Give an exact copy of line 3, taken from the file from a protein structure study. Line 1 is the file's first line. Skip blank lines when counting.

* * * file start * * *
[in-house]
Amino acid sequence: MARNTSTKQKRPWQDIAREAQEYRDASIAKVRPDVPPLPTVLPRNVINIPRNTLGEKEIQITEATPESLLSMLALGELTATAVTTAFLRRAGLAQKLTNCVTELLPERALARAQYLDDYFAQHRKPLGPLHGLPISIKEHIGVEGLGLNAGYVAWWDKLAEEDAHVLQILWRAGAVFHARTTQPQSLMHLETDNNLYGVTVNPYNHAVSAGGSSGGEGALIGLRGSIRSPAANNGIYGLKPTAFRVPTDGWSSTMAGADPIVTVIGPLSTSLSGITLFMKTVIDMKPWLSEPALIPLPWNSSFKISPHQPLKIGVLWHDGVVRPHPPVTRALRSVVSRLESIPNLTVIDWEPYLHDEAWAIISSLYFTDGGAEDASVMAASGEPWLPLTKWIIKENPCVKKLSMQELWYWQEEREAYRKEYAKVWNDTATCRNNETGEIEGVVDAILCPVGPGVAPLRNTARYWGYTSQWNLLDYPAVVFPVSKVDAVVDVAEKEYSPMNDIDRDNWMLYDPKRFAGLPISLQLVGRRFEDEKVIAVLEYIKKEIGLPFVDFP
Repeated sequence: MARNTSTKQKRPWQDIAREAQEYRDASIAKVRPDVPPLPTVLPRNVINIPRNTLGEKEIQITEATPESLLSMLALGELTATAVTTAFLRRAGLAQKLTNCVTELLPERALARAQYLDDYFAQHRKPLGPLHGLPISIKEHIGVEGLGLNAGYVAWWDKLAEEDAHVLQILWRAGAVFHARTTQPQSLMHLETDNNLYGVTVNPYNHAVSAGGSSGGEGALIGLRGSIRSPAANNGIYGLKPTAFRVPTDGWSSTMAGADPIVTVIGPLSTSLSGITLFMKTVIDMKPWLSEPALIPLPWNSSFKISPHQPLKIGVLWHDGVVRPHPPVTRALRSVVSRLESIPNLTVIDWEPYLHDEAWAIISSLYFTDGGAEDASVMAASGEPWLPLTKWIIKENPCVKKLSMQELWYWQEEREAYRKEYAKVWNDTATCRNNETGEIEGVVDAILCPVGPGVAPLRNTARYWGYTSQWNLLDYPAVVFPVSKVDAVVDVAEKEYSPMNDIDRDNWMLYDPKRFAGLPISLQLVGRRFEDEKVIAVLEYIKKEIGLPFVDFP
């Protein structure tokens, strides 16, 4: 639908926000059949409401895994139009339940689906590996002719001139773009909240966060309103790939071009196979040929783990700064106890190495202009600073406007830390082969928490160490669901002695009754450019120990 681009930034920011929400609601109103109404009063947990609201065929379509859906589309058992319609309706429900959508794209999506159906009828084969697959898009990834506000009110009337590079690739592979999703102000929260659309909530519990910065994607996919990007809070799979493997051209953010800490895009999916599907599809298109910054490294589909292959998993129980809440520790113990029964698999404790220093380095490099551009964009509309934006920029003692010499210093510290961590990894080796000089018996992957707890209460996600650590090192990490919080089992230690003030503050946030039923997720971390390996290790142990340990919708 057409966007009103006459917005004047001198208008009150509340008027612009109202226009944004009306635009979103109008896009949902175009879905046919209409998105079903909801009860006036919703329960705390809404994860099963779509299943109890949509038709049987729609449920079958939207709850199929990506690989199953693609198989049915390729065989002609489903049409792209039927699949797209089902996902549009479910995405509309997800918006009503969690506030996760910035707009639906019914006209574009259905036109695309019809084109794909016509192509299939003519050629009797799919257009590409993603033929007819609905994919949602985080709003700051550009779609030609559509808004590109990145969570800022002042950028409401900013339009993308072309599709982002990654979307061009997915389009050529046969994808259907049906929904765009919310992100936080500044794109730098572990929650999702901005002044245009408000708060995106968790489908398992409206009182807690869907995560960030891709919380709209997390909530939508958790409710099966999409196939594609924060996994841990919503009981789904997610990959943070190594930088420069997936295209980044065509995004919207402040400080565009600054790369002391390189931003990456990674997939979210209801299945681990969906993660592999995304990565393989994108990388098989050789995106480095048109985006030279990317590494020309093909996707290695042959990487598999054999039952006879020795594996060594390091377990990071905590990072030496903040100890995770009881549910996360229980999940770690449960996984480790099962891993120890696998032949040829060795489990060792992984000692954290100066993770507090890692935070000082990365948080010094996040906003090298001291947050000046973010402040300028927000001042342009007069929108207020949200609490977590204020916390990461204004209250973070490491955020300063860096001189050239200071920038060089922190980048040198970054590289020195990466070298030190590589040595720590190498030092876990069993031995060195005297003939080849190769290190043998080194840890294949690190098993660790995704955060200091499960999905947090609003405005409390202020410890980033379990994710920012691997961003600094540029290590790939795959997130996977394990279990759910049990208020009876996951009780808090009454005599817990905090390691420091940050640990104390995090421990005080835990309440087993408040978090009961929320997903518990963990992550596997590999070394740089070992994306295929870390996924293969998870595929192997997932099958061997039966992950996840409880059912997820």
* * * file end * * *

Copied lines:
Repeated sequence: MARNTSTKQKRPWQDIAREAQEYRDASIAKVRPDVPPLPTVLPRNVINIPRNTLGEKEIQITEATPESLLSMLALGELTATAVTTAFLRRAGLAQKLTNCVTELLPERALARAQYLDDYFAQHRKPLGPLHGLPISIKEHIGVEGLGLNAGYVAWWDKLAEEDAHVLQILWRAGAVFHARTTQPQSLMHLETDNNLYGVTVNPYNHAVSAGGSSGGEGALIGLRGSIRSPAANNGIYGLKPTAFRVPTDGWSSTMAGADPIVTVIGPLSTSLSGITLFMKTVIDMKPWLSEPALIPLPWNSSFKISPHQPLKIGVLWHDGVVRPHPPVTRALRSVVSRLESIPNLTVIDWEPYLHDEAWAIISSLYFTDGGAEDASVMAASGEPWLPLTKWIIKENPCVKKLSMQELWYWQEEREAYRKEYAKVWNDTATCRNNETGEIEGVVDAILCPVGPGVAPLRNTARYWGYTSQWNLLDYPAVVFPVSKVDAVVDVAEKEYSPMNDIDRDNWMLYDPKRFAGLPISLQLVGRRFEDEKVIAVLEYIKKEIGLPFVDFP